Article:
The year is (unsurprisingly) 2033 and the world as we know it is no more, following an apocalyptic event in 2013 that wiped out the majority of humanity. A small band of survivors that sought refuge in the underground lair that is the Moscow Metro survive still, having raised a new generation that have never seen the light of day. Now you must warn those still alive of a new threat, forcing you to explore the labyrinth of the Metro system, and even making journeys to the desolate surface. Facing the spawn of the apocalypse, hell bent on killing you, and even danger from other human factions underground, you will find little safety in Metro 2033.
This latest horror story plays out as a first person shooter, with a strong narrative. Although some technical flaws perhaps prevent Metro 2033 from being all it should be, the incredible atmosphere generated in the underground world of the Moscow Metro will more than make up for its failings. You will play as Artyom, a survivor of the nuclear war that destroyed the world. Having been a baby at the time of impact, Artyom knows nothing outside of the Metro. The story will be propelled through a combination of shooting opportunities, and dialog-heavy interludes of walking and talking your way around the locations that you face.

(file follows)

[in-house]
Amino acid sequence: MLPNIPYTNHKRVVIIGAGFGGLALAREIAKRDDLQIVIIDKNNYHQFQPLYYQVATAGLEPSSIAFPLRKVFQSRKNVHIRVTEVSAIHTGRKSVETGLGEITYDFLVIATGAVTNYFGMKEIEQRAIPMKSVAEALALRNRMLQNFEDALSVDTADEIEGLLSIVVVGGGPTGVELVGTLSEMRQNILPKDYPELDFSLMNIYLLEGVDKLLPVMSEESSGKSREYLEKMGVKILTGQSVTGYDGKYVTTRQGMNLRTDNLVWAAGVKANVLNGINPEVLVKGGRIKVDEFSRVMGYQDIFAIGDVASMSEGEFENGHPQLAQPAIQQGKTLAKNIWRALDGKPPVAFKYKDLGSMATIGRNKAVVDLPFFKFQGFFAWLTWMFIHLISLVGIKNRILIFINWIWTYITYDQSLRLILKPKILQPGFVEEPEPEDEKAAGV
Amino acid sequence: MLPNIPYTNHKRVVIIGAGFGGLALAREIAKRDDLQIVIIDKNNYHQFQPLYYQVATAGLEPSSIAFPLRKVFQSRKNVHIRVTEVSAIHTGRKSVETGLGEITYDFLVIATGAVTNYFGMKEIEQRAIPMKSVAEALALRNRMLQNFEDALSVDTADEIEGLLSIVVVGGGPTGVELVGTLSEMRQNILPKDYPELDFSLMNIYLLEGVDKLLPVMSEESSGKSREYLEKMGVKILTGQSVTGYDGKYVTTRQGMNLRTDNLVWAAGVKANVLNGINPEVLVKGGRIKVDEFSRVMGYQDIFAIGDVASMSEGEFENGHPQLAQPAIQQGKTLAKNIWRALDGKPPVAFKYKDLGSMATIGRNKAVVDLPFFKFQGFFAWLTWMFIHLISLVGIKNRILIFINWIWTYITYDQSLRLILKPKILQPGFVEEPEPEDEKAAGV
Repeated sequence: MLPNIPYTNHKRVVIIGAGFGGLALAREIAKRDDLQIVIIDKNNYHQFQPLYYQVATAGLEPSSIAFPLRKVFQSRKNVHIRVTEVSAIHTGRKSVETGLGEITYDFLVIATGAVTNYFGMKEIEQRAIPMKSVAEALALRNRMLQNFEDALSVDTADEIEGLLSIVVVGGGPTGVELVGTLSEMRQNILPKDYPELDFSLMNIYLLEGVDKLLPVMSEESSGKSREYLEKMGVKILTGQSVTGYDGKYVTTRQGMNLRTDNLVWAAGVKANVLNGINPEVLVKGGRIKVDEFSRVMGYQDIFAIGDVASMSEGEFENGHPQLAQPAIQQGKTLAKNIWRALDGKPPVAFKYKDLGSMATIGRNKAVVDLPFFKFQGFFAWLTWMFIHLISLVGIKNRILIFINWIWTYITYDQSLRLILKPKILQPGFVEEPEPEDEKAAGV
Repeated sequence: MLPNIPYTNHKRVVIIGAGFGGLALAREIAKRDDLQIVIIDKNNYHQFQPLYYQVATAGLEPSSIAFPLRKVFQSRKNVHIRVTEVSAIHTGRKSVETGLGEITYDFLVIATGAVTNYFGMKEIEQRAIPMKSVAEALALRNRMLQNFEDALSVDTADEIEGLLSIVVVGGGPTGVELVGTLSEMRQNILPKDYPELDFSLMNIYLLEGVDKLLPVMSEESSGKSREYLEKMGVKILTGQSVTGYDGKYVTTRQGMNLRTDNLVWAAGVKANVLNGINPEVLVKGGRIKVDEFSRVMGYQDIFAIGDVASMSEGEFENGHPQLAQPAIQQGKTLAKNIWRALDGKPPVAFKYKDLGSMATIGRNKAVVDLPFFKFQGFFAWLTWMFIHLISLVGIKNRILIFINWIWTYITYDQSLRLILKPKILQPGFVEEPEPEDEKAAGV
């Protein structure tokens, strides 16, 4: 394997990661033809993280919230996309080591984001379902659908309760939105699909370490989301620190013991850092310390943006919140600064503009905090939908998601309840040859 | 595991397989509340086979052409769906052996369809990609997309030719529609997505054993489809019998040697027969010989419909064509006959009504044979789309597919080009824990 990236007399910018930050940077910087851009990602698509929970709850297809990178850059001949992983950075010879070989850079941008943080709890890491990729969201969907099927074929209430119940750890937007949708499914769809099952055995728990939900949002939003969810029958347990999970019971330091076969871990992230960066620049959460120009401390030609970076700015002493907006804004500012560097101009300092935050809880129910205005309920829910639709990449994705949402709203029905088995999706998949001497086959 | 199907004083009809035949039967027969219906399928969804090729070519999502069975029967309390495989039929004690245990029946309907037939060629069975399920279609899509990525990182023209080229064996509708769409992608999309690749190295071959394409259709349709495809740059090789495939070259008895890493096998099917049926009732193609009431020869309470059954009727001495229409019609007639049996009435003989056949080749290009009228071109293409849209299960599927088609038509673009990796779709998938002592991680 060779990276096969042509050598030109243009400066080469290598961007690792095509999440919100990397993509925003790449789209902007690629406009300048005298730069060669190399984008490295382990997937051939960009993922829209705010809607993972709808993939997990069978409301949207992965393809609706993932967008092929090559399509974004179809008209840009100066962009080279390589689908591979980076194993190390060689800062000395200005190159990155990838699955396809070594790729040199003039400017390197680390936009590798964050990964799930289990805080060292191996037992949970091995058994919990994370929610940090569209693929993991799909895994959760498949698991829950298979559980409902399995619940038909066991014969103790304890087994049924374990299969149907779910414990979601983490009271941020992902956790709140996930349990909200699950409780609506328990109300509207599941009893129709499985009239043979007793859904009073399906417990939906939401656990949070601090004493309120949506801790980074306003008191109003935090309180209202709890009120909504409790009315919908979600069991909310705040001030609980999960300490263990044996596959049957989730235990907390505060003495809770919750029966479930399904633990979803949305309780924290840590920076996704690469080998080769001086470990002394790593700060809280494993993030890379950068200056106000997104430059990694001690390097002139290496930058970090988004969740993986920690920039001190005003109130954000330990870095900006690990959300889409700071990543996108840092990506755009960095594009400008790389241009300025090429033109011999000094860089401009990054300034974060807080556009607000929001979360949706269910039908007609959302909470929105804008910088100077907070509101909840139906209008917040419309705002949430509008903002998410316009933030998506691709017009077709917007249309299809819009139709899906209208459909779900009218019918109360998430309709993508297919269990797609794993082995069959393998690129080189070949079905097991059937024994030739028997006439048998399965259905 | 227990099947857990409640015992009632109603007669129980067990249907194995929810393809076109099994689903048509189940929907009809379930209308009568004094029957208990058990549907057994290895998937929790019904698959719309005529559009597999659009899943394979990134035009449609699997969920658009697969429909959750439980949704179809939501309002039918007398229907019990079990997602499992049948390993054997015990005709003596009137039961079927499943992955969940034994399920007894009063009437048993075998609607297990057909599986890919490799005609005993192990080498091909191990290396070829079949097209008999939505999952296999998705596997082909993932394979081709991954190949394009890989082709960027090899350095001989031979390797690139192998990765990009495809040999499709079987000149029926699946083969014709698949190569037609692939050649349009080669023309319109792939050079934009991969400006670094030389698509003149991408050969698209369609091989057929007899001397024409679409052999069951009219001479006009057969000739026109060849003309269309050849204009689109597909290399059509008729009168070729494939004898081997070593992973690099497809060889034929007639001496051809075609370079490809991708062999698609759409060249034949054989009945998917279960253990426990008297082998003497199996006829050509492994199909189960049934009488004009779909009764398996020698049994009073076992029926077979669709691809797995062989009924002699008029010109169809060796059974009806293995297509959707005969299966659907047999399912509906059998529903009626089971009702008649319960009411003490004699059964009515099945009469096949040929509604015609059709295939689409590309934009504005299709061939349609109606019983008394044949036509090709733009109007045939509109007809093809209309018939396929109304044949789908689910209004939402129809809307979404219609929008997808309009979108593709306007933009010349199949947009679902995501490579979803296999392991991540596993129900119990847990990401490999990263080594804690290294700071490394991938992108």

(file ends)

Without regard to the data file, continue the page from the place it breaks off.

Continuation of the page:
Although the story is good and likely to keep you interested, there are moments when you wish you could just get back to killing, this being a shooter at heart after all. However, even in those opportunities to rain fire on a range of nasty monsters, the battles will seem quite structured and won’t adapt, reducing the desire to replay the title. Fortunately the world to explore is large and any one tunnel is certainly not the same as any other, with different foes to face and pathways to encounter.
Metro 2033’s strengths certainly lie in the atmosphere that it generates as you find your way around the underground world. It is a bleak and hostile environment, with human outposts created from salvaged materials and scrap metal. These camps look like a 5 star hotel though, after you emerge from a stint in the dark and eerie tunnels. Your only illumination at times will be your headlamp, and while passing an electric light still functioning will be a welcome break from the darkness, the presence of a mutilated corpse at your feet will soon have you stumbling forward into the gloom. Although the extended periods of darkness can become overbearing, you can’t help but appreciate the skill that has gone into creating such a harrowing setting, with desperation oozing from every character and every scene.
The pace of Metro 2033 won’t bore you, and the story will undoubtedly keep you on the edge of your seat, even if it does drag on occasionally in places. With a good ten hours of play to enjoy and an incredible atmosphere that will compel you toward thorough exploration, this is a title well worth playing, even if certain technical mechanics don’t place it as a rival to some of the best shooters on the market.